HC Deb 10 May 1960 vol 623 cc41-2W
Mr. Skeet

asked the Secretary of State for the Colonies what principle of International Law has been advanced by the Sarawak Government in making its claim for jurisdiction over the continental shelf pursuant to Section 34 of the Oil Mining Ordinance, 1958; and whether it is the intention of the Government to claim jurisdiction over minerals in the subsoil beyond the continental shelf, and up to what distance.

Mr. Iain Macleod

The jurisdiction of the Sarawak Government over the continental shelf for the purposes of exploring and exploiting its mineral resources derives from the Sarawak (Alteration of Boundaries) Order-in-Council, 1954, which extends the boundaries of Sarawak to include the adjacent continental shelf, and not from the Oil Mining Ordinance, 1958, which merely confers powers on the Government to enable it to regulate exploration and exploitation of certain mineral resources of the shelf.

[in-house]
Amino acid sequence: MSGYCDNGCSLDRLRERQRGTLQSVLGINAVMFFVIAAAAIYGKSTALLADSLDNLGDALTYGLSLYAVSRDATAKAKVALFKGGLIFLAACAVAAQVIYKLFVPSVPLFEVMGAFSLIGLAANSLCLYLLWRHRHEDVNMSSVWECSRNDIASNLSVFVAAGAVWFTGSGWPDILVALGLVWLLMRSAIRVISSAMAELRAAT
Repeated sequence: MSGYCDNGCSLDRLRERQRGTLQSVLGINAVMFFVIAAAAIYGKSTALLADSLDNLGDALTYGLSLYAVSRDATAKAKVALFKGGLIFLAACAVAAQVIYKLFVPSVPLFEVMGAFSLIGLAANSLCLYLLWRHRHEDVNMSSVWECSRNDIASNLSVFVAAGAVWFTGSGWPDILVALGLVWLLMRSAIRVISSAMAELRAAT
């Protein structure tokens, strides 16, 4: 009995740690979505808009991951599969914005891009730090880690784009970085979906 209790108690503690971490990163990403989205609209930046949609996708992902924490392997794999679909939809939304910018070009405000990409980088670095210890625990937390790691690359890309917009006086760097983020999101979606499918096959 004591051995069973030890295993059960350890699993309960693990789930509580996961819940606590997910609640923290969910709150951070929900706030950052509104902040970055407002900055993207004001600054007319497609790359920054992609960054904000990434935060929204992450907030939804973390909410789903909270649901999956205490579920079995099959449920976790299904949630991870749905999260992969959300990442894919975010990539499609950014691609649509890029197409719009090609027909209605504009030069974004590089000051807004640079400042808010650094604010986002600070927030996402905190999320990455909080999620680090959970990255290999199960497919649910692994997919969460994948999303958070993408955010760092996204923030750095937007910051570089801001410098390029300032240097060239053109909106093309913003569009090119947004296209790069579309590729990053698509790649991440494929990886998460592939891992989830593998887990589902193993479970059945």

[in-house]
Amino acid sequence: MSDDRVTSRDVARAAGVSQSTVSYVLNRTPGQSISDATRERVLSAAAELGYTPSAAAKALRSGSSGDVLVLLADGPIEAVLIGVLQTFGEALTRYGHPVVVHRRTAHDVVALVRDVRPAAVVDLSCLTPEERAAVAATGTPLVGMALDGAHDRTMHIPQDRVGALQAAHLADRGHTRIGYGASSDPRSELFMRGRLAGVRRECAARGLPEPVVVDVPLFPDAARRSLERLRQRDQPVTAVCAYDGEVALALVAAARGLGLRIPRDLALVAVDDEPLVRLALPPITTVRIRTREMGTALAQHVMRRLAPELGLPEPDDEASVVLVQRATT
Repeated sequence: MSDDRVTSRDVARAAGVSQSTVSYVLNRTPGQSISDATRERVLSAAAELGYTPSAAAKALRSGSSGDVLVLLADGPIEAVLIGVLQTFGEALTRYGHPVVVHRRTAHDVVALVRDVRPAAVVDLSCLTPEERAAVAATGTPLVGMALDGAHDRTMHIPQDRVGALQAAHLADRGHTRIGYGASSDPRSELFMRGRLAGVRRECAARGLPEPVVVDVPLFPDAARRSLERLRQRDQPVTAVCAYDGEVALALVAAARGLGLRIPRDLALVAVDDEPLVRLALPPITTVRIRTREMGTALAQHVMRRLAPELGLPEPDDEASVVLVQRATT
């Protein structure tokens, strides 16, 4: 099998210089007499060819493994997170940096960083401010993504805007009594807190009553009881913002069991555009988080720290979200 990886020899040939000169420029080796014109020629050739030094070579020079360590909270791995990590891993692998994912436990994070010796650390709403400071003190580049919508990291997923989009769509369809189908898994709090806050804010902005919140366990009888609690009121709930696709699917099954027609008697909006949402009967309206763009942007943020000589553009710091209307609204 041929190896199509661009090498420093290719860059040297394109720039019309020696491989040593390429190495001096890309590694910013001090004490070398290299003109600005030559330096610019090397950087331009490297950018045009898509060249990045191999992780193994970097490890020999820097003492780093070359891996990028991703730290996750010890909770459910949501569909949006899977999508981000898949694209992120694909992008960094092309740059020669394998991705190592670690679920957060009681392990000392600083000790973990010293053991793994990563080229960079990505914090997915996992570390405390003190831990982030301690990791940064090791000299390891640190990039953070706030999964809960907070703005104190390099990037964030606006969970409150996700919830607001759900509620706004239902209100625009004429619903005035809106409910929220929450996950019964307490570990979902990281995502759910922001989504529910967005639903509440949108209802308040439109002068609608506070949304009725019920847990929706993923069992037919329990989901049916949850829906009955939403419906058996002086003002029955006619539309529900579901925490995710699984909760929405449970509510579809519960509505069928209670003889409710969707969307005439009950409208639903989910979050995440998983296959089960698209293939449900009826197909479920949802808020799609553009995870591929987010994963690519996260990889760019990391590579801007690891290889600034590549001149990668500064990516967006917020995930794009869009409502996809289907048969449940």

The right to such jurisdiction is now embodied in the 1958 United Nations Convention on the Continental Shelf. The Convention defines the shelf as extending to a depth of 200 metres or beyond that limit where the depth of the superjacent waters admits of exploitation, and contains provision as to the boundaries between the respective shelves of neighbouring countries. There is no intention of exercising jurisdiction beyond the boundaries as defined in the Convention or except for the purposes allowed by the Convention.

Back to
Forward to